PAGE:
Another area in which I think we can help our kids is in helping them to recognize potentially dangerous situations. This is particularly important for parents of teens and young adults. I remember how, as a teen I yearned for the freedom to make my own rules and do as I please. When I went off to college, I did just that – made my own rules and did whatever I pleased. I admit that I drank alcohol before reaching the legal drinking age. I partied and had myself a ball. I stayed out late at night – sometimes into the “wee” hours of the morning, not thinking of any potential negative consequences.

Now, as a 40 something year old father of a teen daughter and 2 young boys, my perspective is so much different. Did you know that a disproportionate number of fatalities occur in those late hours? If we think about it, it makes logical sense. People are more prone to party, drink and drive at night, particularly on Fridays and Saturdays. Parents of teens and young adults probably spend many a night worrying because of their kids being out because a lot of bad things happen at night.

Although many of the shootings we have heard about on the news occurred in the daytime, acts of violence generally occur more at night. I remember during my late teen/early adult years growing up in Houston, Texas, I’d routinely go to night clubs. At many of those clubs there were shootings at different points. I remember one such shooting occurred at a concert that I attended. It’s hard to imagine that I was so passionate about being in that atmosphere that I really didn’t think I could have been a victim – whether being hit by a stray bullet or otherwise.

I believe it’s wise to educate our kids about these issues that are so very real. Perhaps as you read this you can think of different incidents in your own life where you exercised bad judgment and put yourself at risk of also being an innocent victim. The types of incidents that make headlines are like what happened at Sandy Hook Elementary but far more common are the ones that occur every day that we might only hear about in our local markets, if at all. We owe it to our kids to educate them about the dangers of the world we live in so that they can be cautious as they go about their daily lives.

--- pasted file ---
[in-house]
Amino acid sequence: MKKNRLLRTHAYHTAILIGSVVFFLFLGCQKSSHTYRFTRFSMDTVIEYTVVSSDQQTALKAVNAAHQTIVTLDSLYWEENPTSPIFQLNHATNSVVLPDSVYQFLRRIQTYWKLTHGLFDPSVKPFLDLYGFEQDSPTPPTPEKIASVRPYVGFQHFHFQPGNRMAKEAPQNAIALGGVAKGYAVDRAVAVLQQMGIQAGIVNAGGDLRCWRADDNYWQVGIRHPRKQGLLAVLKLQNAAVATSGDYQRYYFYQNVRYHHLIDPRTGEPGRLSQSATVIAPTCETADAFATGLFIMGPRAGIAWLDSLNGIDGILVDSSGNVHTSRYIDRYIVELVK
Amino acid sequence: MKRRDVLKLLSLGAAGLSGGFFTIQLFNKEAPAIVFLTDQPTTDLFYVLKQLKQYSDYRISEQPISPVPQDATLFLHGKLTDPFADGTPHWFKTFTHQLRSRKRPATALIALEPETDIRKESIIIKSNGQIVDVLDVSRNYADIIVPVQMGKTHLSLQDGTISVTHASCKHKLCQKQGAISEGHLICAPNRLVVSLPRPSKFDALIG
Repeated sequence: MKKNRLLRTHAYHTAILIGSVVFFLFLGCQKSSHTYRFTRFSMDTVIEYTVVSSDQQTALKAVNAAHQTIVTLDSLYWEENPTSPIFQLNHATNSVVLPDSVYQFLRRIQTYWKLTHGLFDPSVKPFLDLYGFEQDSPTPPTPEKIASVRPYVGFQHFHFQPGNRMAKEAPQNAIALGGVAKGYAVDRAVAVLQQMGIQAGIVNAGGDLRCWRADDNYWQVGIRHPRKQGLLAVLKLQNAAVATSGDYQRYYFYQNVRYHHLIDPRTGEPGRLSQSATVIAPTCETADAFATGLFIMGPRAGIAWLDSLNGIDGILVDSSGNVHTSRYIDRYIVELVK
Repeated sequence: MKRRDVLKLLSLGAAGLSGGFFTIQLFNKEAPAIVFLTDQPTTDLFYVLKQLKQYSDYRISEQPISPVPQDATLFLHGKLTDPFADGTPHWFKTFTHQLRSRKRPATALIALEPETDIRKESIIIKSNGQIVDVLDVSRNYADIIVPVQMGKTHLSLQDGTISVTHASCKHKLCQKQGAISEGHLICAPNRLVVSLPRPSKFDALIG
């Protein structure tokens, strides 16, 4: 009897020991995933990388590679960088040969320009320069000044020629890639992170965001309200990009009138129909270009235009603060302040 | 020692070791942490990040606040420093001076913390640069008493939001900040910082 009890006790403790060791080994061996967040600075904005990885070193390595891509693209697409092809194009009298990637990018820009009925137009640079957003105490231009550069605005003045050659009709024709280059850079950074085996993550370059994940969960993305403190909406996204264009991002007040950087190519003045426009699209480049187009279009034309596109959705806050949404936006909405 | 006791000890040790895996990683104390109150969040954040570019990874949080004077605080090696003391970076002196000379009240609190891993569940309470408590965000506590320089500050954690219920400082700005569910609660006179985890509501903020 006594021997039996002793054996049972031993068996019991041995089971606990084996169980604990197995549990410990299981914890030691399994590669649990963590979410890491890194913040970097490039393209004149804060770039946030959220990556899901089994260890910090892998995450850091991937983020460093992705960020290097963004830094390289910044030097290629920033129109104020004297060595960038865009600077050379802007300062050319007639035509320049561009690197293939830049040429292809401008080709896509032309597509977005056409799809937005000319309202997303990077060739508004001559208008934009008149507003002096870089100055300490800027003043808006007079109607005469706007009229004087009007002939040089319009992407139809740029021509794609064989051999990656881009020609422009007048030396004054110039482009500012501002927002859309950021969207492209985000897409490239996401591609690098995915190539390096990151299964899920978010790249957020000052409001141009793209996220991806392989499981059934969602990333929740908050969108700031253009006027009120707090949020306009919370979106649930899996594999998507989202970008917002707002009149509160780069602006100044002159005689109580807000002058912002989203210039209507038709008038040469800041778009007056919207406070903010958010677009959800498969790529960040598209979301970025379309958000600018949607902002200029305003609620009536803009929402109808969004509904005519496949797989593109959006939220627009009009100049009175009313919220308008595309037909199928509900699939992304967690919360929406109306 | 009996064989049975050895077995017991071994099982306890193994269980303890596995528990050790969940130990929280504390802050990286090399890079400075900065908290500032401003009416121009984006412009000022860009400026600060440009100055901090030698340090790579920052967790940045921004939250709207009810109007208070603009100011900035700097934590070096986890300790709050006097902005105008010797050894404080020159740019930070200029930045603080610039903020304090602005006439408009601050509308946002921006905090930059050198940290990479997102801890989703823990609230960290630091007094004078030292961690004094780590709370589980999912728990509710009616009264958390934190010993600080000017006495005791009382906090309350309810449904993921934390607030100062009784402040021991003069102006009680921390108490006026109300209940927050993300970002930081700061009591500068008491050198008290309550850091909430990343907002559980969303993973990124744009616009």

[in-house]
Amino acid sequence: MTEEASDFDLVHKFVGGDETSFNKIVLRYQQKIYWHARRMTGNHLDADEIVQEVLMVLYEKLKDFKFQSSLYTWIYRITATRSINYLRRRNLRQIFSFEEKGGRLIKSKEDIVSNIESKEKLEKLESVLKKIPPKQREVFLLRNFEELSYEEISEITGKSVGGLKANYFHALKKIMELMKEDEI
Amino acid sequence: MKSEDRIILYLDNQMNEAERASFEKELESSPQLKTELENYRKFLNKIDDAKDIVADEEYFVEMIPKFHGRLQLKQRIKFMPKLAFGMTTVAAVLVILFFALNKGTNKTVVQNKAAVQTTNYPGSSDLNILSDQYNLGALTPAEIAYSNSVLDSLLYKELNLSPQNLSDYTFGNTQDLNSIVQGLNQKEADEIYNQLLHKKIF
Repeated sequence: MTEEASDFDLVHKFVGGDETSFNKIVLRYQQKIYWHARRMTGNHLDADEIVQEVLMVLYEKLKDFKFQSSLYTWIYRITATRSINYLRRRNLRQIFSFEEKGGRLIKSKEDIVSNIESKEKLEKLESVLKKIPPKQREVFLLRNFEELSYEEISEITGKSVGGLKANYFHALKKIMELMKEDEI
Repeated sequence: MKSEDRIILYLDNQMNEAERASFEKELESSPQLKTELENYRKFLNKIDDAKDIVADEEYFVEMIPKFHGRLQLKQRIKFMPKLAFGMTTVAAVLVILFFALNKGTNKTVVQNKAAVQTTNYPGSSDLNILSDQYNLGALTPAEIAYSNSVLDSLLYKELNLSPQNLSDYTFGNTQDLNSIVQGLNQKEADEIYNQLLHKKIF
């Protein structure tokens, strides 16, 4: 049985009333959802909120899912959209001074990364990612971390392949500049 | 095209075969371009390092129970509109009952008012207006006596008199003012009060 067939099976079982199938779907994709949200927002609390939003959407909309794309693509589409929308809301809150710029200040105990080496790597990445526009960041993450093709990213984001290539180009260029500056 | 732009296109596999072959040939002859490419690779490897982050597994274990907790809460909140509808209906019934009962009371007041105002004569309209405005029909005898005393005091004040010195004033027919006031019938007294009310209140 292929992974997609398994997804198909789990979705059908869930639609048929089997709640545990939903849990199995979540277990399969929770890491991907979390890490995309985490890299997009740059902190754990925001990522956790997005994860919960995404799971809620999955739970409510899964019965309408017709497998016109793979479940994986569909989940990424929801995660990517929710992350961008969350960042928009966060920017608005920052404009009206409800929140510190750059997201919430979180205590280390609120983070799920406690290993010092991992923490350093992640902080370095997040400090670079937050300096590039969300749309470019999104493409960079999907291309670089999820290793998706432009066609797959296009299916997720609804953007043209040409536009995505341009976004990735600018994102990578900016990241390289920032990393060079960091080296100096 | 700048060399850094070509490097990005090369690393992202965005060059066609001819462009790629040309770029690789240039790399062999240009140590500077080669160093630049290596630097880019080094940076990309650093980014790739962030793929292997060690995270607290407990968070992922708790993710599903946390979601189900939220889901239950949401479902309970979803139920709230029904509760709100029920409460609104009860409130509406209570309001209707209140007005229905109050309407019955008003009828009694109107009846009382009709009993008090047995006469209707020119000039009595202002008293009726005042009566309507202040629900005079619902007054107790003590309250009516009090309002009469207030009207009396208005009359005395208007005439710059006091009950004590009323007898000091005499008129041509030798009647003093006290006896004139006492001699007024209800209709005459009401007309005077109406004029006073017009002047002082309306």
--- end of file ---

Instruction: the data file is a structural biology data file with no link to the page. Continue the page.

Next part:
Having said all of this, I recognize that tragedies, such as those that we have become all too familiar with, will occur. The children of Sandy Hook simply went to school – one that had security measures in place – and still that incident took place. People go to work or to the movie theatre or to the mall or to their places of worship and while minding their own business, they still become innocent victims.

As much as we might not like to think about it, each day we put ourselves and our kids in the way of potential harm by simply living normal lives. We cannot entirely eliminate the possibility of being victims of violence. I believe, however, that there are steps we can take to decrease the likelihood of being among those who are either victims or family members of victims of such violence.

Collectively we mourn with the families affected by the many incidents of violence that we have become so familiar with.  There are things we can control and others we simply can’t. I believe a wise approach is to teach our kids about the dangers of the world we live in and encourage them to avoid situations in which they become more vulnerable to such awful acts. One thing I often say is, “All you can do is all you can do.” Beyond that, we just trust and hope that the steps we take keep us and our families, out of harm’s way as much as possible.

I’ll close this post with the words of singer, James Taylor. The words are simply:
Shower the people you love with love
Show them the way you feel
Things are gonna be just fine
If you only will

Do shower your families with love. And do your best to protect them in all instances. Such is the responsibility of a loving, caring father.




The Upbeat Dad